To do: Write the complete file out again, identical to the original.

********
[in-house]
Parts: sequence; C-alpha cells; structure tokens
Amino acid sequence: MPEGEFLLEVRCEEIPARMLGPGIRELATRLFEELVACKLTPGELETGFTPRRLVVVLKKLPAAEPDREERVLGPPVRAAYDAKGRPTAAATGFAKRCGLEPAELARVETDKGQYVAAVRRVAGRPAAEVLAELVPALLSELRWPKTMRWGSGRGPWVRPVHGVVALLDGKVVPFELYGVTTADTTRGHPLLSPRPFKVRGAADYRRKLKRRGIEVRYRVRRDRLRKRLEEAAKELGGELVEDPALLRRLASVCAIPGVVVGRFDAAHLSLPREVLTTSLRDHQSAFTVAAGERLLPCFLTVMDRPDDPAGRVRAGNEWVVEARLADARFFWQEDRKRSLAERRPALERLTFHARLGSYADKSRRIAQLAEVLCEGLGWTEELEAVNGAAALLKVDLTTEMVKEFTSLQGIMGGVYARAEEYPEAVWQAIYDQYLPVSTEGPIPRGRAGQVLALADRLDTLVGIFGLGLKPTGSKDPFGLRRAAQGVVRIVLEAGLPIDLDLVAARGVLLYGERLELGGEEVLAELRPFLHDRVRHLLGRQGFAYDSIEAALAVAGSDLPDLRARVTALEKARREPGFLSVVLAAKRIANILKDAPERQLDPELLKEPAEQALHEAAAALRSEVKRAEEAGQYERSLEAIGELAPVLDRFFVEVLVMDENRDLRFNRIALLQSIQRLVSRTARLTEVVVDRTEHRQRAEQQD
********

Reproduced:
[in-house]
Parts: sequence; C-alpha cells; structure tokens
Amino acid sequence: MPEGEFLLEVRCEEIPARMLGPGIRELATRLFEELVACKLTPGELETGFTPRRLVVVLKKLPAAEPDREERVLGPPVRAAYDAKGRPTAAATGFAKRCGLEPAELARVETDKGQYVAAVRRVAGRPAAEVLAELVPALLSELRWPKTMRWGSGRGPWVRPVHGVVALLDGKVVPFELYGVTTADTTRGHPLLSPRPFKVRGAADYRRKLKRRGIEVRYRVRRDRLRKRLEEAAKELGGELVEDPALLRRLASVCAIPGVVVGRFDAAHLSLPREVLTTSLRDHQSAFTVAAGERLLPCFLTVMDRPDDPAGRVRAGNEWVVEARLADARFFWQEDRKRSLAERRPALERLTFHARLGSYADKSRRIAQLAEVLCEGLGWTEELEAVNGAAALLKVDLTTEMVKEFTSLQGIMGGVYARAEEYPEAVWQAIYDQYLPVSTEGPIPRGRAGQVLALADRLDTLVGIFGLGLKPTGSKDPFGLRRAAQGVVRIVLEAGLPIDLDLVAARGVLLYGERLELGGEEVLAELRPFLHDRVRHLLGRQGFAYDSIEAALAVAGSDLPDLRARVTALEKARREPGFLSVVLAAKRIANILKDAPERQLDPELLKEPAEQALHEAAAALRSEVKRAEEAGQYERSLEAIGELAPVLDRFFVEVLVMDENRDLRFNRIALLQSIQRLVSRTARLTEVVVDRTEHRQRAEQQD